Mexican Americans in Texas made up 16 percent of registered voters but held just 2.5 percent of elected positions; the numbers were even worse in California, where Latinos constituted 12 percent of registered voters but only 0.7 percent of elected offices. Los Angeles had 1 million Mexican American residents, over a quarter of the city’s population, but not a single one served on the city council or in the state legislature. East L.A., where 225,000 Mexican Americans lived, had been divided into seven state house districts, five senatorial districts, and four congressional districts, so that the Mexican American population did not exceed 20 percent in any of them.

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The House members Herman Badillo of the Bronx, Ed Roybal of Los Angeles, and Barbara Jordan of Houston introduced legislation to rectify this situation. Their bill required bilingual election materials to be printed in areas where language minorities—defined as persons of Spanish heritage, American Indians, Asian Americans, and Alaskan natives—made up more than five percent of the voting-age population. It also forced those same jurisdictions to have their election changes approved by the federal government if less than 50 percent of eligible voters had registered or voted as of the 1972 election, which had the important distinction of covering Texas under Section 5 of the law. (Many believed that Texas had not been covered in 1965 on LBJ’s orders.)

Jordan became the national face for broadening the VRA. “Nearly all the forms of discriminatory voting practices suffered by blacks in the South are being suffered by Mexican Americans in the Southwest,” she said.

Jordan had arrived in Congress in 1972 as the first black woman elected from the South. Despite her impressive intellect and considerable savvy, Jordan didn’t have an easy path to politics. She lost her first two races for the Texas House of Representatives, in 1962 and 1964, because the seat was elected countywide and Houston’s white majority wouldn’t vote for a black candidate. “My political career was not assisted through passage of the Voting Rights Act,” Jordan testified before the House. “I know firsthand the difficulty minorities have in participating in the political process as equals. The same discriminatory practices which moved the Congress to pass the Voting Rights Act in 1965, and renew it in 1970, are practiced in Texas today.”

Only in 1966, following the Supreme Court’s “one person, one vote” ruling in Reynolds v. Sims, did the legislature draw a district for the Texas senate that Jordan could win. She quickly became chummy with the state’s old boys’ club and, while serving on the state senate’s redistricting committee, drew a new majority-black congressional seat for herself. “She proved that black is beautiful before we knew what it meant,” LBJ said. Her critics dismissively called her “a black LBJ.”

Jordan came to national prominence two years after arriving in Congress, when the House Judiciary Committee held nationally televised hearings on the impeachment of Richard Nixon. “My faith in the Constitution is whole, it is complete, it is total,” she said on the evening of June 25, 1974. “And I am not going to sit here and be an idle spectator to the diminution, the subversion, the destruction, of the Constitution.”

“If the Voting Rights Act could have protected you four years earlier,” Congressman Caldwell Butler of Virginia told Jordan at the VRA hearings in 1975, “by this time you would probably be president of the United States.”

Jordan’s friend Andrew Young, the first African American to serve on the House Rules Committee, also testified before the Judiciary Committee in 1975. “Extension of the Voting Rights Act is a matter of political life or death for me,” he said. He showed the civil rights subcommittee clips of the documentary King: A Filmed Record. “When we started to walk from Selma to Montgomery, I had no idea I would be walking into Congress within ten years,” he said. Without the VRA, Young told his colleagues, “I would not be here today.” He backed Jordan’s legislation to broaden the VRA. “The same kind of things that happened to us in 1965,” he said, “are happening to people of Spanish origin.”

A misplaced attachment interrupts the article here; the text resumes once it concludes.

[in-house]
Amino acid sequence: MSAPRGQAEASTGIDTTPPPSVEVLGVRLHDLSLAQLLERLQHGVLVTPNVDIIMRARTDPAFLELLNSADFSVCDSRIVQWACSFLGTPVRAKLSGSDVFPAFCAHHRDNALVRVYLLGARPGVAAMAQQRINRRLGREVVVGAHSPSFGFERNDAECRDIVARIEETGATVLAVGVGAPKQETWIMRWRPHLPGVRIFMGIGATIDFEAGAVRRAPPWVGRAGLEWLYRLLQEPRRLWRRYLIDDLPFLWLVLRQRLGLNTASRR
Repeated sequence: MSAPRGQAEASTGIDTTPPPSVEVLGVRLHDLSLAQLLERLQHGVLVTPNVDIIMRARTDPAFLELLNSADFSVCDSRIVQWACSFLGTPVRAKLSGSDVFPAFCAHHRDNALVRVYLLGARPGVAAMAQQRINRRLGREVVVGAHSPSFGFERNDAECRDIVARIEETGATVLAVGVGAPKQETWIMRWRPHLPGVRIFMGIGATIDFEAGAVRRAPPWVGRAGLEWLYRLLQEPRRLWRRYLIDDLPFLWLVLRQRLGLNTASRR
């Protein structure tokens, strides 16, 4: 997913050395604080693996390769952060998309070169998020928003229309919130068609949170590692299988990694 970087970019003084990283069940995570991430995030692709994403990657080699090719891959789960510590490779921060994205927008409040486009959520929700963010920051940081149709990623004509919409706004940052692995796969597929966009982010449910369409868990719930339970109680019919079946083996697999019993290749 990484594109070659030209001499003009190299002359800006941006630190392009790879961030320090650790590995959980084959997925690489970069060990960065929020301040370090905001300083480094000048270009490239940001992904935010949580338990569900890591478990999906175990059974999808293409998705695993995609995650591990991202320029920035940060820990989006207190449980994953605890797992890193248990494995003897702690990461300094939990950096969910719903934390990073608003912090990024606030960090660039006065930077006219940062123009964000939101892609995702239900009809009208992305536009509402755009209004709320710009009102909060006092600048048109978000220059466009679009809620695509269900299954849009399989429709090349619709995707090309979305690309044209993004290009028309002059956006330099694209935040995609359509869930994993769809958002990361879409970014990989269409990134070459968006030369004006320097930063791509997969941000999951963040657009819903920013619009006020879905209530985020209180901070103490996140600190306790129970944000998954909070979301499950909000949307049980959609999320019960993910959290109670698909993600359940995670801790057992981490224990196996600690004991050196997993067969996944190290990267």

Jordan also received support from John Lewis, who had nearly died marching for voting rights in Selma in 1965. Lewis had been directing grants to black and Hispanic voter-registration organizations in Texas since 1972 as head of the Voter Education Project. “It would be a mockery of the whole Voting Rights Act effort during the past 10 years if we leave the Voting Rights Act as it is and not cover the other minorities in this country,” he testified.

But not everyone applauded Jordan’s stance. The entire Texas delegation, with the exception of Representative Bob Krueger of New Braunfels, opposed covering the state. And powerful figures within the civil-rights movement, led by Clarence Mitchell, the chief lobbyist for the NAACP, worried that expanding the act would jeopardize its extension. “Let me put it this way,” Mitchell told The Washington Post. “If you’ve got something that is working, you want to be very sure you don’t improve it out of existence.”

The crafty Mitchell, who was known as the 101st senator because of his power on Capitol Hill, had already visited President Gerald Ford at the White House and secured a pledge for a simple five-year extension of the 1970 act. He’d also “limited” the scope of an important report on the VRA by the U.S. Commission on Civil Rights, so that it didn’t study voting problems in the Southwest.

“At that point, Mexican Americans were just not as visible on the national stage in any of the civil-rights groups,” said Patricia Villareal, a lawyer from San Antonio who helped draft the 1975 VRA amendments for Congressman Edwards. “So there was a lot of feeling among the more senior black leadership that Mexican Americans were newcomers. They thought, ‘What are you doing fooling around with our act?’”

The testimony of Chicano activists like Rodriguez, combined with Jordan’s relentless lobbying of her black colleagues, persuaded Congress to expand the VRA. “The involvement of Congresswoman Jordan made a tremendous difference,” Villareal said. “She took a very hard stance that it needed to be done.”

On July 20, 1975, three lawyers from the Department of Justice traveled to Pearsall to meet with Rodriguez. They asked him to recruit other Chicanos who could testify about voting discrimination if and when the DOJ sued Frio County.

After the lawyers left for San Antonio, Rodriguez went to the Buenos Aires bar to look for witnesses. At 10:50 p.m., when he and 10 friends were drinking beer and playing pool, a half-dozen police officers and officials from the Texas Alcoholic Beverage Commission raided the bar. They ordered everyone outside and arrested Rodriguez’s friend Daniel Carbajal. Rodriguez asked for Carbajal’s keys so he could drive his car home. When he inquired what the charges against Carbajal were, an officer called Rodriguez a smartass.